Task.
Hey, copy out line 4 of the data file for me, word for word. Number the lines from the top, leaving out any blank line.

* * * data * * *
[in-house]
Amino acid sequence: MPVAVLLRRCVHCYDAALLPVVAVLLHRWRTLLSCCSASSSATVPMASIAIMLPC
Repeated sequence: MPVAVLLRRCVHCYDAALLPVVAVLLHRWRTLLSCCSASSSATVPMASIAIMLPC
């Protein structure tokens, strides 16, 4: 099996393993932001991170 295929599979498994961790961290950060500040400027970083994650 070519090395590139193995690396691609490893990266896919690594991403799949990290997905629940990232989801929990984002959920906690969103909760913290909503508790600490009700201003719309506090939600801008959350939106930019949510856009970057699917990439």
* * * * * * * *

């Protein structure tokens, strides 16, 4: 099996393993932001991170 295929599979498994961790961290950060500040400027970083994650 070519090395590139193995690396691609490893990266896919690594991403799949990290997905629940990232989801929990984002959920906690969103909760913290909503508790600490009700201003719309506090939600801008959350939106930019949510856009970057699917990439």